There are some series that are much anticipated for a reader. For me, one such series is the Vikramaditya Veergatha series by Shatrujeet Nath. The previous book surpassed my expectations from the first book in the series. I was hoping that The Vengeance of Indra, the third book, would be even better.
When it comes to sequels, the book has to be just as amazing as the previous book in the series, if not better. I’ve awaited this book, The Conspiracy at Meru, ever since I finished reading the first book, The Guardians of the Halahala. The author, thankfully, had the patience to withstand my constant enquiry on the release date of this book. Two years after I reviewed the first, I finally put my thoughts to words on this sequel.
I had my reservations to move to the second part of this series, because the first book was not to my liking. But the genre of mythology and Indian mythology interests me, so I thought I’d dig in to the book anyways. The series continues from where Rise of the Sun Prince leaves it. Continue reading “Book Review: Shattered Dreams (Ramayana – The Game of Life #2), by Shubha Vilas”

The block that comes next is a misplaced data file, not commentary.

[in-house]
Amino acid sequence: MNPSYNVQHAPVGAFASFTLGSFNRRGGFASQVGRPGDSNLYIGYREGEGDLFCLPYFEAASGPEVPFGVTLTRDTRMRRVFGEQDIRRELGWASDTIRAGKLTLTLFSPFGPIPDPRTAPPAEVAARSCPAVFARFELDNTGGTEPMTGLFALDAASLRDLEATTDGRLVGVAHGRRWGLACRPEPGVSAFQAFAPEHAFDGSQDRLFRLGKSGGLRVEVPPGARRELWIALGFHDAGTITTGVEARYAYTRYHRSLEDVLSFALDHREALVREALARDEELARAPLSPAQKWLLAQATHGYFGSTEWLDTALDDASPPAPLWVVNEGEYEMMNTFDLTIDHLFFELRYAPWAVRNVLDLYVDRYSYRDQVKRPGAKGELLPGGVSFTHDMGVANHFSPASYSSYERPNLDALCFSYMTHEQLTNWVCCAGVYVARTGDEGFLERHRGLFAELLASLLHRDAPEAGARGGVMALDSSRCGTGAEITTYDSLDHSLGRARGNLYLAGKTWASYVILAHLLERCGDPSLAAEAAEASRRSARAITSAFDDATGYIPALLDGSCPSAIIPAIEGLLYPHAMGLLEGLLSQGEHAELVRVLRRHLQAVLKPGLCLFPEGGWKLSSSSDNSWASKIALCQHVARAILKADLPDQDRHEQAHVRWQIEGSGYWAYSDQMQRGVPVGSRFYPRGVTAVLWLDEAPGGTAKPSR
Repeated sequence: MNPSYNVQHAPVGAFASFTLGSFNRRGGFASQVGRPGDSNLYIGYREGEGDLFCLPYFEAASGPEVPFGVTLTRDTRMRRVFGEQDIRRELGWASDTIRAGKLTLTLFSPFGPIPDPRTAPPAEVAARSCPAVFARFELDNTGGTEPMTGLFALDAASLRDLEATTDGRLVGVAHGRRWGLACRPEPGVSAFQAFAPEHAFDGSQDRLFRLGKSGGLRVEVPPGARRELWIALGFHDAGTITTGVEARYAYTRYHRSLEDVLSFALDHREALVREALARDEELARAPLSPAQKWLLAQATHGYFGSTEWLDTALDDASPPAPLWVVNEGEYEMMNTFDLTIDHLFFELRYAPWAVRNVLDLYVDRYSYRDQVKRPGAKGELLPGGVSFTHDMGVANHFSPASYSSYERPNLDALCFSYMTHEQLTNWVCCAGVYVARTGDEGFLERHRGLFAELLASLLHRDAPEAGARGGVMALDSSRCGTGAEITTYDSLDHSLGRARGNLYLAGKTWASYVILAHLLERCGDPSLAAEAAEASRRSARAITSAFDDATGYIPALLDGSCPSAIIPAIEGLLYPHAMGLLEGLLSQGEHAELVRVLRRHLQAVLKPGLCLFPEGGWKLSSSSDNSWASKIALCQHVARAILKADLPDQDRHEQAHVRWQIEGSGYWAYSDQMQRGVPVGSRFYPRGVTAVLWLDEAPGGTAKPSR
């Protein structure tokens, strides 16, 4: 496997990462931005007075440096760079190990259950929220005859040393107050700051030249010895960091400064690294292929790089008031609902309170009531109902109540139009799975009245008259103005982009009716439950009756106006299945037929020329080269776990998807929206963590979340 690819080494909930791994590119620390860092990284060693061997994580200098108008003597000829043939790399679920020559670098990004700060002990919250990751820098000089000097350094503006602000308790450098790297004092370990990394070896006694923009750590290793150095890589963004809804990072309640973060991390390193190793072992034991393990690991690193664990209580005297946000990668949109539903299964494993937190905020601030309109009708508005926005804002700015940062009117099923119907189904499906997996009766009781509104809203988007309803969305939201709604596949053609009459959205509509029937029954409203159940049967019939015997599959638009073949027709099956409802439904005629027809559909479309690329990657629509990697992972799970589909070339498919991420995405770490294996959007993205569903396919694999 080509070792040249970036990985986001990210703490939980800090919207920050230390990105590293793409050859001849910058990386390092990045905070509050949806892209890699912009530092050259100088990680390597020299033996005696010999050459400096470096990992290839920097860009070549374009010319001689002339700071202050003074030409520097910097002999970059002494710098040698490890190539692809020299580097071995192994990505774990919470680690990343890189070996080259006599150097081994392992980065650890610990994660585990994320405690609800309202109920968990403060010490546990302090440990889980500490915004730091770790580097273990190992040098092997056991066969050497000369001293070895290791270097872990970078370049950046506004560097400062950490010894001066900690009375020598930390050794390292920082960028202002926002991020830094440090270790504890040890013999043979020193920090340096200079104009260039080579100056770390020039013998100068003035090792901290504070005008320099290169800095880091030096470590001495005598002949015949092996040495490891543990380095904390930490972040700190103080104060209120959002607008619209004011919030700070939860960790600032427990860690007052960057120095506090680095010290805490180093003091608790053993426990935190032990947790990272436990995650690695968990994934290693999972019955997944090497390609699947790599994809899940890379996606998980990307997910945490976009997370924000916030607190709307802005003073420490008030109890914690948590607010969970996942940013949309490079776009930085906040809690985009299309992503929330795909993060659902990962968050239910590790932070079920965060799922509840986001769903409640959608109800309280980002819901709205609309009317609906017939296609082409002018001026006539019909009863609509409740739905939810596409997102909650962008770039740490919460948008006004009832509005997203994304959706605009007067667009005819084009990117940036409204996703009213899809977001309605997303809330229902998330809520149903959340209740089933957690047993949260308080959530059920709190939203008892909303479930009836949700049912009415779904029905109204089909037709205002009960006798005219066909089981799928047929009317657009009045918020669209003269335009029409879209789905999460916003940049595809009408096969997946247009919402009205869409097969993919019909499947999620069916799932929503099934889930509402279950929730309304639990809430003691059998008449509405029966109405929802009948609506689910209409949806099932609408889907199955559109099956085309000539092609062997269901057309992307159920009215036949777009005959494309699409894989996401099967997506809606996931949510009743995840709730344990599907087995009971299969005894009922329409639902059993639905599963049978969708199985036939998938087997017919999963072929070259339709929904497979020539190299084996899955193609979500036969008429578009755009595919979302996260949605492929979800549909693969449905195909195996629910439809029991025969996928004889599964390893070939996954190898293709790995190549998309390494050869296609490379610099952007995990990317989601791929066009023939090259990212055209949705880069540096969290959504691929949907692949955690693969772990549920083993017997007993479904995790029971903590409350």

There are many tales from Indian mythology that are treasured and told when young. One such tale is the Ramayana. I remember having heard it as a child, and watched it on television too. It’s one of those tales that are memorable. Each time I read it, it seems different yet the same. Continue reading “Book Review: Rise of the Sun Prince (Ramayana – The Game of Life #1), by Shubha Vilas”
Mythology is a genre I’ve grown up reading, and hearing, thanks in no small part to my grandmother. The tales of monarchs & avatars, and devas & asuras are still vivid in my mind. Two tales that have managed to keep me engrossed as well as make me thoughtful are that of the Samudramanthan, churning of the ocean by devas and asuras for the nectar of immortality, Amrit; and the tales of Vikram-Betaal. I’ve wondered how the former brought out even divine beings like the winged horse, Ucchaishrava or the white elephant Airavata; and the latter of course, made me contemplate the answers to Betaal’s questions before Vikrama answered them. It was with much eagerness that I stepped into a tale woven combining the two events — The Guardians of the Halahala, by Shatrujeet Nath.